Mr. Ruben V Atoyan, Lone Engbo Christiansen, Allan Dizioli, Mr. Christian H Ebeke, Mr. Nadeem Ilahi, Ms. Anna Ilyina, Mr. Gil Mehrez, Mr. Haonan Qu, Ms. Faezeh Raei, Ms. Alaina P Rhee, and Ms. Daria V Zakharova
This paper analyses the impact of large and persistent emigration from Eastern European countries over the past 25 years on these countries’ growth and income convergence to advanced Europe. While emigration has likely benefited migrants themselves, the receiving countries and the EU as a whole, its impact on sending countries’ economies has been largely negative. The analysis suggests that labor outflows, particularly of skilled workers, lowered productivity growth, pushed up wages, and slowed growth and income convergence. At the same time, while remittance inflows supported financial deepening, consumption and investment in some countries, they also reduced incentives to work and led to exchange rate appreciations, eroding competiveness. The departure of the young also added to the fiscal pressures of already aging populations in Eastern Europe. The paper concludes with policy recommendations for sending countries to mitigate the negative impact of emigration on their economies, and the EU-wide initiatives that could support these efforts.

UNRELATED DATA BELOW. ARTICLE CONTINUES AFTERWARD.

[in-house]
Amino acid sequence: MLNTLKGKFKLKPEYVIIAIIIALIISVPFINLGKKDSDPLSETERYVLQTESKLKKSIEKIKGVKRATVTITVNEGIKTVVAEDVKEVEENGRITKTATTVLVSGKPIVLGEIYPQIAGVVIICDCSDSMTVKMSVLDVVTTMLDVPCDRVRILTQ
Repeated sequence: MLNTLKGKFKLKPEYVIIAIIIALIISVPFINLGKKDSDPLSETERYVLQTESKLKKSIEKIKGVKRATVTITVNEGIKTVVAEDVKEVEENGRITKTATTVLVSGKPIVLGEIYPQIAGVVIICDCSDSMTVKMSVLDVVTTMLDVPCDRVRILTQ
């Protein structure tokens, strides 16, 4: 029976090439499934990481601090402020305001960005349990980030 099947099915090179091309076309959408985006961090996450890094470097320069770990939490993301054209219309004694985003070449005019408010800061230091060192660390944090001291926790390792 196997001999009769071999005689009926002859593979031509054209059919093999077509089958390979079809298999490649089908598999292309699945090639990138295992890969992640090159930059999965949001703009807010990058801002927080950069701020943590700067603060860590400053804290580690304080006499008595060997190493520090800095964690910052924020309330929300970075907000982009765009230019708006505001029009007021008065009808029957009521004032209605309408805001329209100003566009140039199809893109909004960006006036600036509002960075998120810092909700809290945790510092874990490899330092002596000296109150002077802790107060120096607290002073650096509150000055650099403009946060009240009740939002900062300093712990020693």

The euro area periphery countries and the Baltic countries, which had large current account deficits in the run-up to the crisis, needed adjustment of relative prices to achieve both internal and external balances. Thus far, tangible progress has been made through lower wages and/or higher productivity relative to trading partners (“internal devaluation”), which contributed to narrowing current account deficits and shifting output towards the tradables sector. While some early adjusters cut wages more rapidly followed by productivity improvement, others have only slowly improved productivity largely through labor shedding. This adjustment for most countries has come along with a substantial recession as the unit labor cost improvement has largely come from falling employment and much of the current account improvement from import compression. Going forward, these countries still need to generate growing tradables sector employment and to continue adjustment to prevent imbalances from returning as output gaps close.